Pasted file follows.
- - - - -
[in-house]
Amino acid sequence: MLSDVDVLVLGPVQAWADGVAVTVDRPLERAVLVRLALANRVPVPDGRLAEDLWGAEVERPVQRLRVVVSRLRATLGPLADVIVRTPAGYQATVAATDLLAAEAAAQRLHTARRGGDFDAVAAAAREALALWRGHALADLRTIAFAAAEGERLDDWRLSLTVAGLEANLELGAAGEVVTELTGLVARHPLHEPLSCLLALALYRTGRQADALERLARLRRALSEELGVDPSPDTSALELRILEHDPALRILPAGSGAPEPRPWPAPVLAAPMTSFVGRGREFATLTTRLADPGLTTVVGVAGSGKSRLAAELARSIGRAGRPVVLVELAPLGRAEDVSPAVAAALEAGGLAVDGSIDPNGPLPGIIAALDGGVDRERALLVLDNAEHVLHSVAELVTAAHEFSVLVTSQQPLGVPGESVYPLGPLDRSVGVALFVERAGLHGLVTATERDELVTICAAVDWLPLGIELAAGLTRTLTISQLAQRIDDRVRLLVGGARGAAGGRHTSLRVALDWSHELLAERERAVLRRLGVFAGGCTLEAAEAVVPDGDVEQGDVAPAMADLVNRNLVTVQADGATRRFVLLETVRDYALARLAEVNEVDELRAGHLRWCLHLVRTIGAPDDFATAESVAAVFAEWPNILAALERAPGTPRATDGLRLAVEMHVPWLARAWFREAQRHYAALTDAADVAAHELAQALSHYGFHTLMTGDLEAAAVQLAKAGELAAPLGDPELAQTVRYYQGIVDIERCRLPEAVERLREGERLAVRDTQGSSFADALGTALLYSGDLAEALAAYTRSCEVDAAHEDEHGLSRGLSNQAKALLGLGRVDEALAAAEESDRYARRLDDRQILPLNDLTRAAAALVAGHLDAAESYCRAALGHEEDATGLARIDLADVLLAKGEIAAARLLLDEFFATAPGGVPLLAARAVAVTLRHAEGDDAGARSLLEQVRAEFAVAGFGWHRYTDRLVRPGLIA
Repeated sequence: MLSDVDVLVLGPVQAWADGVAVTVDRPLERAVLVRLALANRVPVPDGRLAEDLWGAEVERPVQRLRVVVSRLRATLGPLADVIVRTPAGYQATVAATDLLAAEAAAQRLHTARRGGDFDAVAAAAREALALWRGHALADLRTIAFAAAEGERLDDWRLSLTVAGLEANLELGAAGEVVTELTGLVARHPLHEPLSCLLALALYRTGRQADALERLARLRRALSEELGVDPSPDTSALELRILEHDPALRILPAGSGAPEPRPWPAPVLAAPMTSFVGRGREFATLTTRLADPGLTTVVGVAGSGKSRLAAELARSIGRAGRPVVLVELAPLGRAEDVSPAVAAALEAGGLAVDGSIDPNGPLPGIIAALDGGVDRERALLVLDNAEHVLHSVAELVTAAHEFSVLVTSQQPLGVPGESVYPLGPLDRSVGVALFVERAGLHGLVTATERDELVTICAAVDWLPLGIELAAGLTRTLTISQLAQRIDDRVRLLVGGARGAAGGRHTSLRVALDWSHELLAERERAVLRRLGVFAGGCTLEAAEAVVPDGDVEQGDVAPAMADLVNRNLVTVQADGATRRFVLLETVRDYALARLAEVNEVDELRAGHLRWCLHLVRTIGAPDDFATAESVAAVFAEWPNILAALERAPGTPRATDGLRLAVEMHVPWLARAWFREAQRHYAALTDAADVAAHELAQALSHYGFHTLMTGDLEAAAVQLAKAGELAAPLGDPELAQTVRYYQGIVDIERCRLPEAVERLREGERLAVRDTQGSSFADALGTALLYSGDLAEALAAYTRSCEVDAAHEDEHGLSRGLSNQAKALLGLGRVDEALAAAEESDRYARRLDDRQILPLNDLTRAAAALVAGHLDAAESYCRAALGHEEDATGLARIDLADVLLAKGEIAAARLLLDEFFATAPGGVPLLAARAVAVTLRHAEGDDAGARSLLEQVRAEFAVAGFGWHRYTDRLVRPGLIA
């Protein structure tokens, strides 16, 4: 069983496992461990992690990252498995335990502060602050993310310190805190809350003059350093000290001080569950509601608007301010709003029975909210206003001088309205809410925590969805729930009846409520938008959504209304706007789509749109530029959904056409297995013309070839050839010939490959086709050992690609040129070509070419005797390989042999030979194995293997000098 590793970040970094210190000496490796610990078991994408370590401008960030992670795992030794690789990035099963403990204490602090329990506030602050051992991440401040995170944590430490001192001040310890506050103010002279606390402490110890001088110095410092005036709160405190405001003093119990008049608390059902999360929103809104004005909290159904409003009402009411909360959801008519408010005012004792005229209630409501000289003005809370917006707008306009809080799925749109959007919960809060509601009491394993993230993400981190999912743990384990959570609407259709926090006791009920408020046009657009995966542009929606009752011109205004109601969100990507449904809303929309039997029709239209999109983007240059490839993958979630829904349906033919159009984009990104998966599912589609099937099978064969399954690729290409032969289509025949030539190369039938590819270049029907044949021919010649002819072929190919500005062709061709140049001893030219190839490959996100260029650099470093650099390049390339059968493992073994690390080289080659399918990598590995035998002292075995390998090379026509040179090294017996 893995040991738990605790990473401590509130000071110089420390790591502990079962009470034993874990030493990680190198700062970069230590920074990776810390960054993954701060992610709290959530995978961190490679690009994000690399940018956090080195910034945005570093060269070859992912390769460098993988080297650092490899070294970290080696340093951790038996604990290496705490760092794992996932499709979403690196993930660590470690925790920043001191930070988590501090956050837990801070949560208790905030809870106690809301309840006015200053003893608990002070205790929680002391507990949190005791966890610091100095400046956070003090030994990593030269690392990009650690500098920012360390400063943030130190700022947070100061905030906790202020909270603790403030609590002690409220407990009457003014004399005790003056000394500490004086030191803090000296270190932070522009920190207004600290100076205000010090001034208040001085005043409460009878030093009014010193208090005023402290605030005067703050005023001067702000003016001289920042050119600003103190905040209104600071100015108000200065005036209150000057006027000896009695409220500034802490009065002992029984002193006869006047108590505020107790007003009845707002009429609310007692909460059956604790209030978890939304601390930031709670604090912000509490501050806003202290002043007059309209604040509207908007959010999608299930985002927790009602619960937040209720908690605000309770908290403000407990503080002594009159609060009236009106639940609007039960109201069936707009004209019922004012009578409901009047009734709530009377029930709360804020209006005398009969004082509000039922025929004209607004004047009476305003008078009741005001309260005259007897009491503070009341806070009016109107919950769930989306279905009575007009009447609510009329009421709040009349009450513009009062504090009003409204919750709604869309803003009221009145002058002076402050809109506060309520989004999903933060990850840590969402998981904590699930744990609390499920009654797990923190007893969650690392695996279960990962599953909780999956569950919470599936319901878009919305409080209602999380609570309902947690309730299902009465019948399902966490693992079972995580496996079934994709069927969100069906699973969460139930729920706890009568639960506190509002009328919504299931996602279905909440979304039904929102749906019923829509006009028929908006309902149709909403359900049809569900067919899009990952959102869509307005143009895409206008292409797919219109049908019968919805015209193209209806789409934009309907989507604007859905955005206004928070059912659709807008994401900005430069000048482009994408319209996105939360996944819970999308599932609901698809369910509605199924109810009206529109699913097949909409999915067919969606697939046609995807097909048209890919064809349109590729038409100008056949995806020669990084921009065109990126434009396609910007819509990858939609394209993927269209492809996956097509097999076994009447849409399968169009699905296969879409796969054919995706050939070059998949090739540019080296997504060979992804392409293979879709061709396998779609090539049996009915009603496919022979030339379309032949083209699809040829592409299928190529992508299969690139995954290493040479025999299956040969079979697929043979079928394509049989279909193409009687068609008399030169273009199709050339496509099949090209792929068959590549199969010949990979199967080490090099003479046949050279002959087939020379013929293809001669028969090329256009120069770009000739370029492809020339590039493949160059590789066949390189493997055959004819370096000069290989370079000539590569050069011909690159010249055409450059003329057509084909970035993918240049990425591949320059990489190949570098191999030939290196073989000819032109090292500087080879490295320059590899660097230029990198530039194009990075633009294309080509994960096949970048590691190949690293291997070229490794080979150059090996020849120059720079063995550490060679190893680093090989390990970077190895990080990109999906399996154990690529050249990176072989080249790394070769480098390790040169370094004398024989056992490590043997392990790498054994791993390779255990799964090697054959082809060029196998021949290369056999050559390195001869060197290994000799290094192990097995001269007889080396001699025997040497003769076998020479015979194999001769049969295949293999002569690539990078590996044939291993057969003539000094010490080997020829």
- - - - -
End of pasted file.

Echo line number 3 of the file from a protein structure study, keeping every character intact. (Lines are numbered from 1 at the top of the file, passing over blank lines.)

Repeated sequence: MLSDVDVLVLGPVQAWADGVAVTVDRPLERAVLVRLALANRVPVPDGRLAEDLWGAEVERPVQRLRVVVSRLRATLGPLADVIVRTPAGYQATVAATDLLAAEAAAQRLHTARRGGDFDAVAAAAREALALWRGHALADLRTIAFAAAEGERLDDWRLSLTVAGLEANLELGAAGEVVTELTGLVARHPLHEPLSCLLALALYRTGRQADALERLARLRRALSEELGVDPSPDTSALELRILEHDPALRILPAGSGAPEPRPWPAPVLAAPMTSFVGRGREFATLTTRLADPGLTTVVGVAGSGKSRLAAELARSIGRAGRPVVLVELAPLGRAEDVSPAVAAALEAGGLAVDGSIDPNGPLPGIIAALDGGVDRERALLVLDNAEHVLHSVAELVTAAHEFSVLVTSQQPLGVPGESVYPLGPLDRSVGVALFVERAGLHGLVTATERDELVTICAAVDWLPLGIELAAGLTRTLTISQLAQRIDDRVRLLVGGARGAAGGRHTSLRVALDWSHELLAERERAVLRRLGVFAGGCTLEAAEAVVPDGDVEQGDVAPAMADLVNRNLVTVQADGATRRFVLLETVRDYALARLAEVNEVDELRAGHLRWCLHLVRTIGAPDDFATAESVAAVFAEWPNILAALERAPGTPRATDGLRLAVEMHVPWLARAWFREAQRHYAALTDAADVAAHELAQALSHYGFHTLMTGDLEAAAVQLAKAGELAAPLGDPELAQTVRYYQGIVDIERCRLPEAVERLREGERLAVRDTQGSSFADALGTALLYSGDLAEALAAYTRSCEVDAAHEDEHGLSRGLSNQAKALLGLGRVDEALAAAEESDRYARRLDDRQILPLNDLTRAAAALVAGHLDAAESYCRAALGHEEDATGLARIDLADVLLAKGEIAAARLLLDEFFATAPGGVPLLAARAVAVTLRHAEGDDAGARSLLEQVRAEFAVAGFGWHRYTDRLVRPGLIA